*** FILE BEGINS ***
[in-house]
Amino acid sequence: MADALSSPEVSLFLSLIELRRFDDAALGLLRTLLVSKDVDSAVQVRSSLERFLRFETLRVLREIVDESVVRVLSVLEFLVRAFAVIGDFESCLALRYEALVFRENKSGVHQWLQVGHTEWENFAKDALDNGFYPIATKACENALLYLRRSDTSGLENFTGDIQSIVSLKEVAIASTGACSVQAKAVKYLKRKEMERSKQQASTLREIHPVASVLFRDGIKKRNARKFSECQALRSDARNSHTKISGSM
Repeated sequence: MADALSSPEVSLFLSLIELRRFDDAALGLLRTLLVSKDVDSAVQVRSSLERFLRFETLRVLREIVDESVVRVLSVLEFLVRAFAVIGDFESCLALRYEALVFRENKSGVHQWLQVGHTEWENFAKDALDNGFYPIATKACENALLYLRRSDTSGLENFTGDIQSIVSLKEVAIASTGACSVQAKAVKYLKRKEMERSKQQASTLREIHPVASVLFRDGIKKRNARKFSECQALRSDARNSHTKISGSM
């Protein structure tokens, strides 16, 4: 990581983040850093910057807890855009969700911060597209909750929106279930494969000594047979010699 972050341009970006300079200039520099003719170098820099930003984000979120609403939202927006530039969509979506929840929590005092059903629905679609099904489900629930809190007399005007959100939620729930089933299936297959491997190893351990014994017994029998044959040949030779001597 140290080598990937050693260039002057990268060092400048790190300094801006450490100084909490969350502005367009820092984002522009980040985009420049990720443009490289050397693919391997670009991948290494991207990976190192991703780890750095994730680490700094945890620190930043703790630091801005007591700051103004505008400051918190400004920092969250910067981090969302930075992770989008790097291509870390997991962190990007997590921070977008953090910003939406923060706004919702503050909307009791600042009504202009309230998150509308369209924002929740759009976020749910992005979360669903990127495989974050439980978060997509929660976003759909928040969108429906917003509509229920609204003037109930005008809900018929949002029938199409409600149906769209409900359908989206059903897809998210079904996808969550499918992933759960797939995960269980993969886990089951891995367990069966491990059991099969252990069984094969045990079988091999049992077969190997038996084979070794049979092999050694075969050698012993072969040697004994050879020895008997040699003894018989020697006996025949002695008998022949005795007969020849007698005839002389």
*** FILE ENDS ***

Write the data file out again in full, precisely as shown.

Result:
[in-house]
Amino acid sequence: MADALSSPEVSLFLSLIELRRFDDAALGLLRTLLVSKDVDSAVQVRSSLERFLRFETLRVLREIVDESVVRVLSVLEFLVRAFAVIGDFESCLALRYEALVFRENKSGVHQWLQVGHTEWENFAKDALDNGFYPIATKACENALLYLRRSDTSGLENFTGDIQSIVSLKEVAIASTGACSVQAKAVKYLKRKEMERSKQQASTLREIHPVASVLFRDGIKKRNARKFSECQALRSDARNSHTKISGSM
Repeated sequence: MADALSSPEVSLFLSLIELRRFDDAALGLLRTLLVSKDVDSAVQVRSSLERFLRFETLRVLREIVDESVVRVLSVLEFLVRAFAVIGDFESCLALRYEALVFRENKSGVHQWLQVGHTEWENFAKDALDNGFYPIATKACENALLYLRRSDTSGLENFTGDIQSIVSLKEVAIASTGACSVQAKAVKYLKRKEMERSKQQASTLREIHPVASVLFRDGIKKRNARKFSECQALRSDARNSHTKISGSM
């Protein structure tokens, strides 16, 4: 990581983040850093910057807890855009969700911060597209909750929106279930494969000594047979010699 972050341009970006300079200039520099003719170098820099930003984000979120609403939202927006530039969509979506929840929590005092059903629905679609099904489900629930809190007399005007959100939620729930089933299936297959491997190893351990014994017994029998044959040949030779001597 140290080598990937050693260039002057990268060092400048790190300094801006450490100084909490969350502005367009820092984002522009980040985009420049990720443009490289050397693919391997670009991948290494991207990976190192991703780890750095994730680490700094945890620190930043703790630091801005007591700051103004505008400051918190400004920092969250910067981090969302930075992770989008790097291509870390997991962190990007997590921070977008953090910003939406923060706004919702503050909307009791600042009504202009309230998150509308369209924002929740759009976020749910992005979360669903990127495989974050439980978060997509929660976003759909928040969108429906917003509509229920609204003037109930005008809900018929949002029938199409409600149906769209409900359908989206059903897809998210079904996808969550499918992933759960797939995960269980993969886990089951891995367990069966491990059991099969252990069984094969045990079988091999049992077969190997038996084979070794049979092999050694075969050698012993072969040697004994050879020895008997040699003894018989020697006996025949002695008998022949005795007969020849007698005839002389």